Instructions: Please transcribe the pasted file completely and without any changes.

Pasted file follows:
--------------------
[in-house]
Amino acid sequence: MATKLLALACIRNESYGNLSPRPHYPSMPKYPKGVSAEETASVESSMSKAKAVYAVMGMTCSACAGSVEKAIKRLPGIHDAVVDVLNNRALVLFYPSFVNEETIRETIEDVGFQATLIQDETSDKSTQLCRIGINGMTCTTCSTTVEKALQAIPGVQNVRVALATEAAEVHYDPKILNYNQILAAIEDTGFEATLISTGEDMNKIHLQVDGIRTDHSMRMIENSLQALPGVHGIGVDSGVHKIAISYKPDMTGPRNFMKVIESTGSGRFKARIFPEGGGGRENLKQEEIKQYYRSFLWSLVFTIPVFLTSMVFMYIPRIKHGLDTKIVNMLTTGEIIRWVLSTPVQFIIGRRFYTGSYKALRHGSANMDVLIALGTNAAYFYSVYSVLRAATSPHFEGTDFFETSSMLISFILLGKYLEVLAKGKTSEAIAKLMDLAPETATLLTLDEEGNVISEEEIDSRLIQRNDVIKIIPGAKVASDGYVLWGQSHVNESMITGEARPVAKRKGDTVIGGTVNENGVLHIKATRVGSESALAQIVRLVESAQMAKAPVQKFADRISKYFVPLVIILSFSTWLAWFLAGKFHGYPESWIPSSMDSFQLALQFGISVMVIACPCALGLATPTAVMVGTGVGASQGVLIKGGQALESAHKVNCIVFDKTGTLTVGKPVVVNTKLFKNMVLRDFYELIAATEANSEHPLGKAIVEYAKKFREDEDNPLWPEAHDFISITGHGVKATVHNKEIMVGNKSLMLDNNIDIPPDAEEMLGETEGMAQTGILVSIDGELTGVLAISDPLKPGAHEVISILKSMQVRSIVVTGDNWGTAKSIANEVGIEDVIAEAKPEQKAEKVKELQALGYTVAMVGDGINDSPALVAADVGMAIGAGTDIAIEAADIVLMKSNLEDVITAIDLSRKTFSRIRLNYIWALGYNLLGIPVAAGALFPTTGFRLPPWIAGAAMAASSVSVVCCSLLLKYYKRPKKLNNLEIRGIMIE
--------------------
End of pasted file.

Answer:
[in-house]
Amino acid sequence: MATKLLALACIRNESYGNLSPRPHYPSMPKYPKGVSAEETASVESSMSKAKAVYAVMGMTCSACAGSVEKAIKRLPGIHDAVVDVLNNRALVLFYPSFVNEETIRETIEDVGFQATLIQDETSDKSTQLCRIGINGMTCTTCSTTVEKALQAIPGVQNVRVALATEAAEVHYDPKILNYNQILAAIEDTGFEATLISTGEDMNKIHLQVDGIRTDHSMRMIENSLQALPGVHGIGVDSGVHKIAISYKPDMTGPRNFMKVIESTGSGRFKARIFPEGGGGRENLKQEEIKQYYRSFLWSLVFTIPVFLTSMVFMYIPRIKHGLDTKIVNMLTTGEIIRWVLSTPVQFIIGRRFYTGSYKALRHGSANMDVLIALGTNAAYFYSVYSVLRAATSPHFEGTDFFETSSMLISFILLGKYLEVLAKGKTSEAIAKLMDLAPETATLLTLDEEGNVISEEEIDSRLIQRNDVIKIIPGAKVASDGYVLWGQSHVNESMITGEARPVAKRKGDTVIGGTVNENGVLHIKATRVGSESALAQIVRLVESAQMAKAPVQKFADRISKYFVPLVIILSFSTWLAWFLAGKFHGYPESWIPSSMDSFQLALQFGISVMVIACPCALGLATPTAVMVGTGVGASQGVLIKGGQALESAHKVNCIVFDKTGTLTVGKPVVVNTKLFKNMVLRDFYELIAATEANSEHPLGKAIVEYAKKFREDEDNPLWPEAHDFISITGHGVKATVHNKEIMVGNKSLMLDNNIDIPPDAEEMLGETEGMAQTGILVSIDGELTGVLAISDPLKPGAHEVISILKSMQVRSIVVTGDNWGTAKSIANEVGIEDVIAEAKPEQKAEKVKELQALGYTVAMVGDGINDSPALVAADVGMAIGAGTDIAIEAADIVLMKSNLEDVITAIDLSRKTFSRIRLNYIWALGYNLLGIPVAAGALFPTTGFRLPPWIAGAAMAASSVSVVCCSLLLKYYKRPKKLNNLEIRGIMIE